A technology conference staple is the over-the-horizon announcement: a proclamation that something that isn't quite here yet is the next big thing, often accompanied by simulated screen shots, hypothetical use cases, and demonstrations that veer closer to fantasy than reality.
Even Salesforce has indulged in some of this in the past, and this year's announcement of a machine learning-enabled technology called "Einstein" easily could be dismissed as futureware. After all, "artificial intelligence" is this year's hot buzzword (nice to have known you, Internet of Things), and a lot of companies are making announcements that are more descriptive of their aspirations than of actual products.
Don't become too dismissive just yet, though. The trend toward machine learning is not coming from the imagination of marketing departments, but rather from the confluence of several long-running threads of research.
Combine technology similar to what drives consumer-focused machine learning technologies with large data storage and you have the ingredients for technology that could alter radically how we sell -- and buy.
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Having recently attended the Finalists Reception for the 2016 InnoVision Technology Awards, I continue to be impressed by the range and quality of inventions being realized in this state. But what captured my attention and impressed me the most was the inventive spirit demonstrated by two 2016 high school graduates from Columbia, S.C.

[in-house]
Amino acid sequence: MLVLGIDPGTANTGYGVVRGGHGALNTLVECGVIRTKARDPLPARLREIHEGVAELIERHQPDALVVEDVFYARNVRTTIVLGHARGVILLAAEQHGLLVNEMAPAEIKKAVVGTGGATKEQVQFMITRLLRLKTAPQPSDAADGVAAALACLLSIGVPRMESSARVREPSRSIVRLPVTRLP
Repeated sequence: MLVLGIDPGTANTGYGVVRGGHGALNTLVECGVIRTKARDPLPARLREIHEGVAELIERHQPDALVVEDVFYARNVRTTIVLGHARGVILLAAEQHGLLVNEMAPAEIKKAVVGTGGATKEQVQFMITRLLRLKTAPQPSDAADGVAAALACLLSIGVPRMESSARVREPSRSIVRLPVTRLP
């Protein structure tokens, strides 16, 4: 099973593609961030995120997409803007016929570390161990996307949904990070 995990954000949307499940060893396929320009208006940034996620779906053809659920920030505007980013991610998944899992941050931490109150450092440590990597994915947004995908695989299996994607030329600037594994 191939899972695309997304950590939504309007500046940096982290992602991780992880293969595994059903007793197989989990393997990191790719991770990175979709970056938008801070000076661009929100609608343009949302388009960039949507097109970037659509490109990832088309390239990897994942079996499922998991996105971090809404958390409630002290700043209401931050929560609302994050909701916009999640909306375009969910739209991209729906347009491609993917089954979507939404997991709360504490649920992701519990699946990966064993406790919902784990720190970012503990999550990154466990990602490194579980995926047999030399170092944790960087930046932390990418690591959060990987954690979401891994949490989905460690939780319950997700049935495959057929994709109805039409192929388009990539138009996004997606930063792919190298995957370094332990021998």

The girls won the Young Innovator Award, sponsored by Michelin for their research in assistive technology.
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A VERY DIFFERENT KIND OF COMPETITION
Tomorrow, a very different (and futuristic) kind of racing championship will be taking place in Zurich: the Cybathlon. Developed by Eidgenössische Technische Hochschule Zurich (ETH Zurich) and National Centre of Competence in Research (NCCR) Robotics professor Robert Riener, this first-of-its-kind competition features athletes with disabilities piloting their respective cutting-edge assistive devices.
The Cybathlon has six major events or disciplines, each highlighting a particular assistive technology.
- The Brain Computer Interface (BCI) Race, which uses a video game for pilots with severe loss of motor function.
- The Functional Electrical Stimulation (FES) Bike Race, featuring pilots with spinal cord injuries and their non-motorized FES bikes.
- The Powered Arm Prosthesis Race, where pilots who’ve lost one or both arms complete challenges designed to mimic everyday...
As technology continues to advance, virtual reality is slowly but surely becoming more of a reality. For many readers, VR is the next step in gaming and achieving an immersive (virtual) experience. However, for Jamie Soar virtual reality is being used to allow him to experience what it is like to have "normal" vision in the real world. Mr. Soar lives with a genetic and progressive eye condition calledRetinitis Pigmentosa as well as diplopia (or double vision) which means that he has severely limited night and peripheral vision. Jamie uses a white cane for mobility and needs to get close to things like computer monitors and signs in order to read them.
To access full story visit https://www.pcper.com/category/tags/assistive-technology